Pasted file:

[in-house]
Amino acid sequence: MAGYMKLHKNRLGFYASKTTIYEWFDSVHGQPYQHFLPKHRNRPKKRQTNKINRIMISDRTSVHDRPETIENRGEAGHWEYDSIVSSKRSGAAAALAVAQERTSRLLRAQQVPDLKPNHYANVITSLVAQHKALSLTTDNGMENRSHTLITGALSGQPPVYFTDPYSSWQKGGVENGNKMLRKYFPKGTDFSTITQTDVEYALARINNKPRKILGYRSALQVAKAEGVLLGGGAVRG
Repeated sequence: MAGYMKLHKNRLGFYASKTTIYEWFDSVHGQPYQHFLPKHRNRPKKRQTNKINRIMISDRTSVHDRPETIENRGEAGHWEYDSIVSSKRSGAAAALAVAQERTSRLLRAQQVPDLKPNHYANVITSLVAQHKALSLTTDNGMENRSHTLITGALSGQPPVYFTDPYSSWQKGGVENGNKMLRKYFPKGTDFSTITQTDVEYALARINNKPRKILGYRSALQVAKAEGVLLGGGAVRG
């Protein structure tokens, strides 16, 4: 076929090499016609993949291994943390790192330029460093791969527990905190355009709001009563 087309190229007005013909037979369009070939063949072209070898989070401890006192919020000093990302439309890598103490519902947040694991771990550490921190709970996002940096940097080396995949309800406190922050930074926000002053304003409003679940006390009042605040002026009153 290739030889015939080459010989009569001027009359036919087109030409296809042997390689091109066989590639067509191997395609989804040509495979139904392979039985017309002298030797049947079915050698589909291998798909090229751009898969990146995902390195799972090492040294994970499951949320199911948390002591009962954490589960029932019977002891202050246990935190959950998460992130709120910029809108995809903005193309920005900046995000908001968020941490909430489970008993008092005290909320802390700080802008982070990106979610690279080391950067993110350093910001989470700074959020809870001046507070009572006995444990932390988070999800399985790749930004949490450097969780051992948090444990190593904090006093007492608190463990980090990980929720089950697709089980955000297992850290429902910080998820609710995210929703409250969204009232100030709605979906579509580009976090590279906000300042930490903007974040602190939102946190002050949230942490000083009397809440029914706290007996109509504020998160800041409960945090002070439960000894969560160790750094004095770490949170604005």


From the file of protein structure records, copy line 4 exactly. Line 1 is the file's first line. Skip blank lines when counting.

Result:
């Protein structure tokens, strides 16, 4: 076929090499016609993949291994943390790192330029460093791969527990905190355009709001009563 087309190229007005013909037979369009070939063949072209070898989070401890006192919020000093990302439309890598103490519902947040694991771990550490921190709970996002940096940097080396995949309800406190922050930074926000002053304003409003679940006390009042605040002026009153 290739030889015939080459010989009569001027009359036919087109030409296809042997390689091109066989590639067509191997395609989804040509495979139904392979039985017309002298030797049947079915050698589909291998798909090229751009898969990146995902390195799972090492040294994970499951949320199911948390002591009962954490589960029932019977002891202050246990935190959950998460992130709120910029809108995809903005193309920005900046995000908001968020941490909430489970008993008092005290909320802390700080802008982070990106979610690279080391950067993110350093910001989470700074959020809870001046507070009572006995444990932390988070999800399985790749930004949490450097969780051992948090444990190593904090006093007492608190463990980090990980929720089950697709089980955000297992850290429902910080998820609710995210929703409250969204009232100030709605979906579509580009976090590279906000300042930490903007974040602190939102946190002050949230942490000083009397809440029914706290007996109509504020998160800041409960945090002070439960000894969560160790750094004095770490949170604005």